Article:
Using the Chaincode Interface

Writing your own chaincode

To write your own chaincode is very easy. Create a file named mychaincode.js anywhere in the file system.

cd ~
mkdir mycc
cd mycc
// create a new node project
npm init
// install fabric-shim at main branch
npm install fabric-shim@2.4.1
// or using the released version
npm install fabric-shim
touch mychaincode.js

Put the following minimum implementation to mychaincode.js:

const shim = require('fabric-shim');
const util = require('util');

var Chaincode = class {
        Init(stub) {
                return stub.putState('dummyKey', Buffer.from('dummyValue'))
                        .then(() => {
                      'Chaincode instantiation is successful');
                                return shim.success();
                        }, () => {
                                return shim.error();

        Invoke(stub) {
      'Transaction ID: ' + stub.getTxID());
      'Args: %j', stub.getArgs()));

                let ret = stub.getFunctionAndParameters();
      'Calling function: ' + ret.fcn);

                return stub.getState('dummyKey')
                .then((value) => {
                        if (value.toString() === 'dummyValue') {
                      'successfully retrieved value "%j" for the key "dummyKey"', value ));
                                return shim.success();
                        } else {
                                console.error('Failed to retrieve dummyKey or the retrieved value is not expected: ' + value);
                                return shim.error();

shim.start(new Chaincode());

Finally, update the "start" script in package.json to "node mychaincode.js":

	"name": "mychaincode",
	"version": "1.0.0",
	"description": "My first exciting chaincode implemented in node.js",
	"engines": {
		"node": "^12.16.1",
		"npm": "^6.4.1"
        "scripts": { "start" : "node mychaincode.js" },
	"engine-strict": true,
	"engineStrict": true,
	"license": "Apache-2.0",
	"dependencies": {
		"fabric-shim": "2.4.1"

Now you need to restart the peer in "network" mode instead of "dev" mode.

Using Docker

If you used 'gulp channel-init', change directory to the fabric-chaincode-node, set an environment variable "DEVMODE=false" and run the command again.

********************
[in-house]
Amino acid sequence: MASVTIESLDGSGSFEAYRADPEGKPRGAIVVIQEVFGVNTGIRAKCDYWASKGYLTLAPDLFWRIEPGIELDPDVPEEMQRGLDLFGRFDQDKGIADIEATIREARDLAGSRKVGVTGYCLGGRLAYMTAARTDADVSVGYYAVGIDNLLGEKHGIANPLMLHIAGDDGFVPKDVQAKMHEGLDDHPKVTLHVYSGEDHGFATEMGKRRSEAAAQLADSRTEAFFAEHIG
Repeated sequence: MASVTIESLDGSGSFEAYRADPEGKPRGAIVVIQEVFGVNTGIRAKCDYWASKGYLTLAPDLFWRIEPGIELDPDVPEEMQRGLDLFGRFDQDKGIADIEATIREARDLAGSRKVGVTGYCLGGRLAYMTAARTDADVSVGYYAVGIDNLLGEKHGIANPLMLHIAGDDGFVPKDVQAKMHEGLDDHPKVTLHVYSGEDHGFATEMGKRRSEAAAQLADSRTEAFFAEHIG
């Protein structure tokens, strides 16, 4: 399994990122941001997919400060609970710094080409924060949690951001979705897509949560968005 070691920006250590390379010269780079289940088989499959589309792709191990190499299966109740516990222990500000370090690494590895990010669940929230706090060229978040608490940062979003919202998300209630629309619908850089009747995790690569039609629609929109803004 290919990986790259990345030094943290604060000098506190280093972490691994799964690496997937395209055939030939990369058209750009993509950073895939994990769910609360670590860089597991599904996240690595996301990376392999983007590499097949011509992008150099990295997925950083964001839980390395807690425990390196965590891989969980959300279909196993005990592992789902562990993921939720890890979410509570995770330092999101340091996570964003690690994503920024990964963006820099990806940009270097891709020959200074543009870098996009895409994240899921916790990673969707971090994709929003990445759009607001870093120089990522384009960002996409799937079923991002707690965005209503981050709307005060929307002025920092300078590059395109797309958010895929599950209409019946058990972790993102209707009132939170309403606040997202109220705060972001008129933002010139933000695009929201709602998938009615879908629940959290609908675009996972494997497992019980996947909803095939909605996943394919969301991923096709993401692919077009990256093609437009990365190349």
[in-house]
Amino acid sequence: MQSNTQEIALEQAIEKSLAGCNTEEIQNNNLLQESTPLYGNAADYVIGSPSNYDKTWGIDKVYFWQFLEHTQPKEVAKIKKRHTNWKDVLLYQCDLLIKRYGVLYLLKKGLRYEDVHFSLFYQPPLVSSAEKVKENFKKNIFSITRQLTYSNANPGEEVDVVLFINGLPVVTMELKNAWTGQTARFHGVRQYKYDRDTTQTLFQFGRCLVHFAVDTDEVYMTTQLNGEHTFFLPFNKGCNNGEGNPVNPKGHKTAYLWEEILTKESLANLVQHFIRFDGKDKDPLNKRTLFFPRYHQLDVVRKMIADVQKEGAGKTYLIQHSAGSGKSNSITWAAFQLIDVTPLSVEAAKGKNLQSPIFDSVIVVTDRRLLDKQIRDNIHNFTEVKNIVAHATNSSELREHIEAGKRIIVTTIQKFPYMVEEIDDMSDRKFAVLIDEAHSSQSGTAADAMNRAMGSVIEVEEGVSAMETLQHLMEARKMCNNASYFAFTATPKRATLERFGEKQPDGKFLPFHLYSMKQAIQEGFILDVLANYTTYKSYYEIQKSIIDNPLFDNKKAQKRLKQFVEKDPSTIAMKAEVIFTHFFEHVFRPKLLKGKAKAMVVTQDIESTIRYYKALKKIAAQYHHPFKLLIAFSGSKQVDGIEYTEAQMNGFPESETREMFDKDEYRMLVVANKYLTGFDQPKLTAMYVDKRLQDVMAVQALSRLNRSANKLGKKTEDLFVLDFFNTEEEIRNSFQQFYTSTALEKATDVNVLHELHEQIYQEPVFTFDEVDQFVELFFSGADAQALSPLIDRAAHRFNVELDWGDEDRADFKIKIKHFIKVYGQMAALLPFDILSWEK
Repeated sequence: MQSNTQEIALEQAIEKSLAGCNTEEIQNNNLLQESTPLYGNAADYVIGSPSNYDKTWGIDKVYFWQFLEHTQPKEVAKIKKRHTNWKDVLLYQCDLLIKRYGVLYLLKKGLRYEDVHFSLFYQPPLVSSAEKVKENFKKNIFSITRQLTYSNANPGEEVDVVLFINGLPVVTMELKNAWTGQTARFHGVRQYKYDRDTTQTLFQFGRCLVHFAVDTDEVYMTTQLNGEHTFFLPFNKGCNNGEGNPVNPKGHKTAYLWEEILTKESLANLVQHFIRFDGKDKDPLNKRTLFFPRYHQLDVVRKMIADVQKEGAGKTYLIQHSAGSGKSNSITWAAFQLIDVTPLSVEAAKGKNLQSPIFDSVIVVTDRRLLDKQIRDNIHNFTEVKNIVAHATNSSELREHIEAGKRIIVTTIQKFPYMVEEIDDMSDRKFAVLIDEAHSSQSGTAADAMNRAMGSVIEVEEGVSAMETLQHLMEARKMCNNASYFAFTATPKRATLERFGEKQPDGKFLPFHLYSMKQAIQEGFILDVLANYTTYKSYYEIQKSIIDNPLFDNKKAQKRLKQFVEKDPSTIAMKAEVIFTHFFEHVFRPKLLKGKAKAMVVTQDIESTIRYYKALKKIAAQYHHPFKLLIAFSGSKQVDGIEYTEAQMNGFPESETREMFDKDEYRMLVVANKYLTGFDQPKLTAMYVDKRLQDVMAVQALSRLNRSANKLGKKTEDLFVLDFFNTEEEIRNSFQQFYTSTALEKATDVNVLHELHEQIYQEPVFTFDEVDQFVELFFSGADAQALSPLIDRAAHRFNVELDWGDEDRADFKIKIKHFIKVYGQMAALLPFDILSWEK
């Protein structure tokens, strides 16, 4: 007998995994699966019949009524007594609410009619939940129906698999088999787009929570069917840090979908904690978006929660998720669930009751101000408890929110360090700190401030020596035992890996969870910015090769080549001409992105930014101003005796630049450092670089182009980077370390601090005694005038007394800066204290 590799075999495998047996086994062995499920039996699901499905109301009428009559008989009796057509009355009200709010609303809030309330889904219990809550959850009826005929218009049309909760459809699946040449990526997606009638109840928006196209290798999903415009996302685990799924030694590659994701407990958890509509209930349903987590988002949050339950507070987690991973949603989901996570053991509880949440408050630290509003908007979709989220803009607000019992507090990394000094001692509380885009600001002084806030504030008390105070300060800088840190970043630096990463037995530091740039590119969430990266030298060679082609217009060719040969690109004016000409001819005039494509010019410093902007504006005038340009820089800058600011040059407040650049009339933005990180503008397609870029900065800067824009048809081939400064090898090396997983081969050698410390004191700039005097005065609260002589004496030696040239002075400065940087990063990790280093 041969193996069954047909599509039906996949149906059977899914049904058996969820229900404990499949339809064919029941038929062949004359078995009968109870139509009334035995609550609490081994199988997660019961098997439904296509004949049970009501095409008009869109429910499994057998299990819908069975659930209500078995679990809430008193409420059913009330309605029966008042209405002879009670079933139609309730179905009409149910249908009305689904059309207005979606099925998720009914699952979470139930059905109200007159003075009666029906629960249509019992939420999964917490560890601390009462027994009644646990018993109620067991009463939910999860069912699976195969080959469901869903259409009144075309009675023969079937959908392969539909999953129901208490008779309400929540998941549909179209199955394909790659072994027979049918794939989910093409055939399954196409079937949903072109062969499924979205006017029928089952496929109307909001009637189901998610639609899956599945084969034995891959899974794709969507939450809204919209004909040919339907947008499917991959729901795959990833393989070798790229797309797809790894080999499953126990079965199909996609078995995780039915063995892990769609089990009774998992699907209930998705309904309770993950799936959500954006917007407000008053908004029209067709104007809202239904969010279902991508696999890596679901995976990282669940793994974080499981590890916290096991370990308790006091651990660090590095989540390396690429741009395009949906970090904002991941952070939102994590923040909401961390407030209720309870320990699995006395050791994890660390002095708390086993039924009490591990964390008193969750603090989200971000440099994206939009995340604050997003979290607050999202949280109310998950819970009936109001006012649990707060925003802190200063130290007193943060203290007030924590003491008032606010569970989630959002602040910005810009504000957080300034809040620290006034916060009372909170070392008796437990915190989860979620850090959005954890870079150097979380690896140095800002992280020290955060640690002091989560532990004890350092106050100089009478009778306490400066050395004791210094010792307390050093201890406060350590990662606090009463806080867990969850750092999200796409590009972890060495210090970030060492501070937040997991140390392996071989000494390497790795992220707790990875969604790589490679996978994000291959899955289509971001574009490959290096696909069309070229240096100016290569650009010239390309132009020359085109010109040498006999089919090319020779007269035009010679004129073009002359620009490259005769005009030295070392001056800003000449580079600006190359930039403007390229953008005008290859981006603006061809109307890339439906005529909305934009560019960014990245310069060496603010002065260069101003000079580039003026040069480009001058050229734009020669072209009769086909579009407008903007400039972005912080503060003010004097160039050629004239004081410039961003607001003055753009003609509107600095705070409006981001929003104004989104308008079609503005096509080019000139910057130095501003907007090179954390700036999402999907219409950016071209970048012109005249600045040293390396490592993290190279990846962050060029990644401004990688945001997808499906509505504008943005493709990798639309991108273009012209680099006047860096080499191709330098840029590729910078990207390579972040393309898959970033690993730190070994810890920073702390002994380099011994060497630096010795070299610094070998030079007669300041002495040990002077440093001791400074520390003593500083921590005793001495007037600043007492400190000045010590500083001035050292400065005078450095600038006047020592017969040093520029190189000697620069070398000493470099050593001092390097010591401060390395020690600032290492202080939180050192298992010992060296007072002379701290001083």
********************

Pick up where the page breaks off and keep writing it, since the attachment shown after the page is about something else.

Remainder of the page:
cd fabric-chaincode-node
DEVMODE=false gulp channel-init

Next, copy a chaincode to the folder mounted on CLI container and enter the CLI container.

cp -r ~/mycc /tmp/fabric-shim/chaincode
docker exec -it cli bash

Install the chaincode. The peer CLI will package the node.js chaincode source, without the "node_modules" folder, and send to the peer to install.

peer chaincode install -l node -n mycc -p /opt/gopath/src/ -v v0

Upon successful response, instantiate the chaincode on the "mychannel" channel created above:

peer chaincode instantiate -o -C mychannel -l node -n mycc -v v0 -c '{"Args":["init"]}' -P 'OR ("Org1MSP.member")'

This will take a while to complete as the peer must perform npm install in order to build a custom docker image to launch the chaincode. When successfully completed, you should see in peer's log message confirmation of committing a new block. This new block contains the transaction to instantiate the chaincode "mycc:v0".

To further inspect the result of the chaincode instantiate command, run docker images and you will see a new image listed at the top of the list with the name starting with dev-. You can inspect the content of this image by running the following command:

docker exec -it bash
root@c188ae089ee5:/# ls /usr/local/src
chaincode.js  fabric-shim  node_modules  package.json

Once the chaincode instantiation has completely successfully, you can send transaction proposals to it with the following commands.

peer chaincode invoke -o -C mychannel -c '{"Args":["dummy"]}' -n mycc